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PostPosted: Mon Oct 31, 2011 12:47 pm 
Old School Hero

Joined: Thu Nov 13, 2008 5:41 pm
Posts: 173
I first heard of this shop from an excellent pictorial book called the Golden Age of Handbuilt Cycles. An excellent coffee table book, for the retro roadbike fan.

I have been working in Paris recently, and getting around by Velib ( their Boris bikes )
Imagine my surprise to cycle past the Alex Singer shop which is 10 mins by bike from our office.

The shop was closed, but the view from the window was amazing, and took me back to looking in French bike shop windows as a kid on holiday in the early 80's. Defo where I got the bug from.

The pictures I took were very poor, so I will not reproduce them here.

See below for link to site. Overview of the bikes they make on the left tabs.
http://www.cycles-alex-singer.fr/


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PostPosted: Mon Oct 31, 2011 1:54 pm 
Retro Guru
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Joined: Wed Jul 27, 2011 12:46 pm
Posts: 962
Location: Montpellier, France
Alex Singer has a very good reputation in French cycling - I read a write-up recently of a German girl who rode Paris-Brest-Paris with two friends, all on Alex Singers. They thought the bikes were great.

Surprisingly there don't seem to be many French frame builders around, certainly not with the pedigree Alex Singer has. Le Vacon make some great titanium frames, and Francois Kerautret (FKC) makes an amazing steel road bike with zero rake and 650 wheels.

I can't remember their websites but Google will find both of those for anyone who's interested.


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PostPosted: Mon Oct 31, 2011 10:41 pm 
Retro Guru

Joined: Wed Sep 19, 2007 10:43 pm
Posts: 270
Rich34 wrote:
Surprisingly there don't seem to be many French frame builders around, certainly not with the pedigree Alex Singer has. . . . . . .

.......

I've a French bike - a Geliano.

The frame is Columbus SL, although the two split-seat tubes are in a French tube called CAMUS. The framebuilder was called Francis Quillon.

It is a cracking bike to ride and I'm very pleased with it.
Although nearly 30 years old, the design looks very modern.


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PostPosted: Fri May 31, 2013 10:59 am 
Retro Guru
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Joined: Thu Jan 03, 2008 3:10 pm
Posts: 1813
Location: Froggie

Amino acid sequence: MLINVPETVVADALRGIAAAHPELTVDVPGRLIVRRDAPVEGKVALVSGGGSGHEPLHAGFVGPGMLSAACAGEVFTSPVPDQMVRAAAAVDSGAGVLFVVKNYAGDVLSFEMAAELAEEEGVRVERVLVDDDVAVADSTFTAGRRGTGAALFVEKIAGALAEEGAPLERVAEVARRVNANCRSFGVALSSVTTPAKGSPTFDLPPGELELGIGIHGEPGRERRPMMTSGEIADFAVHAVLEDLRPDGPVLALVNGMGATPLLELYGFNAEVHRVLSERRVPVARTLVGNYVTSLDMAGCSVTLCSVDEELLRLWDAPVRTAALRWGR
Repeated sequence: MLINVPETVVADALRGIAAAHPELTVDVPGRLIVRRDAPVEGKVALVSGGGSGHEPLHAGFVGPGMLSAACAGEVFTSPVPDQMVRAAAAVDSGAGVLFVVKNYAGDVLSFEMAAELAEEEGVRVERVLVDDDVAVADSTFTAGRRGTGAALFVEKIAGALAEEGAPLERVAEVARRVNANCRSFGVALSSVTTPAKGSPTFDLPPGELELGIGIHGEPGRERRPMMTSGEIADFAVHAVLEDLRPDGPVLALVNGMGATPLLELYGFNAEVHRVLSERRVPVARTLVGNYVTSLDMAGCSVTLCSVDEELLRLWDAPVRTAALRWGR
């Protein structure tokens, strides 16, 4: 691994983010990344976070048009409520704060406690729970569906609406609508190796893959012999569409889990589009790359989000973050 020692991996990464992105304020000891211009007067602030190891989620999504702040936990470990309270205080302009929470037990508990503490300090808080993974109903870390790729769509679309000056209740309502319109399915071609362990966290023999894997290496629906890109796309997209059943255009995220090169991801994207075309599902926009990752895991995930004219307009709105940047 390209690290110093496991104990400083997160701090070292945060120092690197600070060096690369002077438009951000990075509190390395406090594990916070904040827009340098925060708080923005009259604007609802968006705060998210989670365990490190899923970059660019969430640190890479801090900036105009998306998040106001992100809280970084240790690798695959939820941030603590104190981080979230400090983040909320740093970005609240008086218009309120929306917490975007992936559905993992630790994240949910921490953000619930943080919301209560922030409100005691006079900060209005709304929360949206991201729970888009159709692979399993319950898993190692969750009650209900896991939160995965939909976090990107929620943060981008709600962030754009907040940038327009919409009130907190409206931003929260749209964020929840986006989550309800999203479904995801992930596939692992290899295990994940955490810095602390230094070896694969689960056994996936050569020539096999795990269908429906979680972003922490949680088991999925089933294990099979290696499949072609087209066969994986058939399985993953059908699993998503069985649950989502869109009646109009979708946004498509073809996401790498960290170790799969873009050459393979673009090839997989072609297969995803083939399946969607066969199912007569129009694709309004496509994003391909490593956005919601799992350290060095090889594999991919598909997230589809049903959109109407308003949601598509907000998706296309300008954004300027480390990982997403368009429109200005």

went to the shop with a cousin of mine who is looking for a road bike

lovely machines inside

nice chap to discuss the project

did not exactly agree with him when he said that hardly any progress was made between the 50's and now ! and I am thinking steel bikes and their comtemporary parts ( not taking into account the latest tin and plastic changes ! which I am not sure we can call progress :mrgreen: )

don't think there is one carbon chunk ( or hardly) in the shop - I agree with that :lol:

hard part was when he came to the budget !

5 to 6000 euros for the complete bike and not even with some dura ace parts but with ultegra ones :shock:
I asked him about the frame - and it is half of that at 2500 ( without any chrome )

I am sorry to say , that they live in another world than mine

dunno if they must ask these prices as they have a limited number of customers ( would rather think so) as it does not seem to me to be economically justified for a frame in 631 or 725 reynolds ( they don't use columbus at all)

but nice voyage in time ( lovely cyclotourism TA crankset on most machines hich has not changed since 50 years or more! and generally nice parts )


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PostPosted: Fri May 31, 2013 1:11 pm 
Retro Guru
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Joined: Wed Jul 27, 2011 12:46 pm
Posts: 962
Location: Montpellier, France
Any discussion about price is subjective - if a hand built custom sized Alex Singer costs 2500 for the frame when an off the peg 2013 Colnago Master costs only a couple of hundred less, which one is better value? And then you remember that a new Mercian costs half of both of them...! I'd love a new Alex Singer but can't justify that price. I presume using Ultegra instead of Dura Ace is intended to keep the price down, even if it's higher than most of us can afford in the first place.

There was a good piece on a French news channel not long ago about Alex Singer - they explained to the journalist that they make a limited number of bikes not because demand is low but because making any more would involve hiring more staff, and French labour laws make this prohibitive if the increase in profit is not significant.